By Diane Lefer
“Disgusting!” was our mother’s word for the way the other kids danced. When we told our classmates we weren’t allowed, they thought we must belong to a cult. It’s just our mother was uncomfortable with our bodies. Years later, when she caught on that we enjoyed sex, she seemed less disgusted than surprised. And when we started to bring home partners of a race other than our own, she said we were doing the right thing, that this was the future even if it made her, she said, uncomfortable.
We couldn’t tell if her discomfort was envy.
It had to be an error in translation. I’d RSVP’d on the website for the mask exhibit at the Korean Cultural Center but, when I showed up, I was ushered upstairs. There I met the famous traditional dancer who’d just flown in from Seoul. He spoke no English, so it was the interpreter who asked, “North or South?”
When I just stood there, she continued: “South Korea people lift feet but keep connection to ground. North Korea people leap, try to fly.” “They’re trying to get away!” I said. “No. Is cold in north. In south too hot to jump.”
They waited until I understood I’d booked a private lesson. “North or South! Choose!”
This was all a mistake. “I’m sorry. I don’t dance.”
“OK. Only walk and learn arm.”
I copied the master dancer’s movements. Arms stretched straight out. So far so good. Right arm circling in front of my head, then I send it to the right like a swan’s neck while remembering to point down with the left and I’m completely confused by the time I’m supposed to do it in reverse, and worse, the master started beating the drum, a steady 4/4 except for where it got tricky and stuttered the beat and I was supposed to keep walking while keeping my hands facing in the right direction, like rubbing your belly while patting your head which isn’t dancing but is still something I’m not for the life of me any good at.
“Feet apart,” said the interpreter. “Knees bent. Sway right, sway left, body little down, body very much down,” which is the point where I tipped over and fell.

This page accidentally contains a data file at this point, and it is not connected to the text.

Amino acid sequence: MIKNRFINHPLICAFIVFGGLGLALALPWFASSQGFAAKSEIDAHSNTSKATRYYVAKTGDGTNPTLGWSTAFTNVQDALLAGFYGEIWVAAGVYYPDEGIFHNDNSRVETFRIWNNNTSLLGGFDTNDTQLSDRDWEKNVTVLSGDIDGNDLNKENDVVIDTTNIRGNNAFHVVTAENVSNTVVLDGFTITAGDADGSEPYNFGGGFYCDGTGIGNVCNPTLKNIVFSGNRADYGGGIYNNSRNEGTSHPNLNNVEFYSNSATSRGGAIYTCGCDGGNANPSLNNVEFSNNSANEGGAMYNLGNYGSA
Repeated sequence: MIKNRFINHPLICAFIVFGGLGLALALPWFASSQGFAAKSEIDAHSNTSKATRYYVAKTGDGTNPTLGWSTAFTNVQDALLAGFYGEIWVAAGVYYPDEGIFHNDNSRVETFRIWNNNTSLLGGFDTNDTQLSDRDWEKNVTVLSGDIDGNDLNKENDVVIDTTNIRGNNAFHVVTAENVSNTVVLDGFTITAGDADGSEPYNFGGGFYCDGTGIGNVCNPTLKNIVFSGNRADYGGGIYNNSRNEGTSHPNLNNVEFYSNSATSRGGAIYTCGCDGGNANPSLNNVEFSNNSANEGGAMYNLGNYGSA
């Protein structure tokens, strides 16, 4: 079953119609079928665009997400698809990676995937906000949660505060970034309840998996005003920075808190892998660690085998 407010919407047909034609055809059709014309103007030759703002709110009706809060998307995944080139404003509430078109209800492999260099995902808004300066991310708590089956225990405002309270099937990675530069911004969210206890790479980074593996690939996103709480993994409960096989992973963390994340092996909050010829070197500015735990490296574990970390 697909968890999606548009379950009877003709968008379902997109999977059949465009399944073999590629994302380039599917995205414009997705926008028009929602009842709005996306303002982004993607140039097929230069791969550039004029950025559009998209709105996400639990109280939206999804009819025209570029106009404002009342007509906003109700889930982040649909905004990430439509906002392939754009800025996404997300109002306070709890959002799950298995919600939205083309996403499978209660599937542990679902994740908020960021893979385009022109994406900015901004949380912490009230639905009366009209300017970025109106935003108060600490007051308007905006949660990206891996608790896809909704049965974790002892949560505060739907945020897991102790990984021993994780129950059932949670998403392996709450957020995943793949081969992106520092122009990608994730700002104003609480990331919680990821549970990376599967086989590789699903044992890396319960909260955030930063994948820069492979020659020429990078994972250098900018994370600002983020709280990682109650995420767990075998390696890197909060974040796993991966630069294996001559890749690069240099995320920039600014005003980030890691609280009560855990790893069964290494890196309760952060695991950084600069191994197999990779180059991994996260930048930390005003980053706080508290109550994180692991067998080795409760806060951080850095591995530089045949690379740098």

I said, “I shouldn’t be here.”
I stood. And fell over again. “I’m sorry.”
The master dancer squatted beside me and began to sing. I couldn’t understand a word but I loved the way his voice would break and the song make sounds like broken laughter. His voice cracked wide open and light came pouring out and wider still till I fell again and kept on falling but this time falling inside his voice and inside the song and –
I was sprawled on the Center floor.
But the master spoke no English and the interpreter was gone.
There are things we want to be true. ESP. From the time I was eight or nine, and right through high school, I wanted to believe I could read minds and predict the future. I had people test me with cards. I sold test questions and answers and junior high school teachers being so predictable, I often predicted right. I had the reputation of a psychic, and though I never quite convinced myself, I wanted to believe.
When I lived with Joe, whenever he misplaced things I could always tell him where he’d left them. Instead of saying thank you, “You’re a witch,” he accused. By then I knew damn well I had no powers. I simply paid attention but that was even worse. “You’re watching me!” he said, angry to think I knew more about him than he did.
I was never psychic or clairvoyant no matter how much I once wished. I never used a Ouija board or believed as a child I could contact the dead. There was no reason then to try: I hadn’t yet known anyone who died.
Mom is gone now. I have to try very hard to hear her voice. I have to try even harder not to hear her.
Copyright Lefer 2023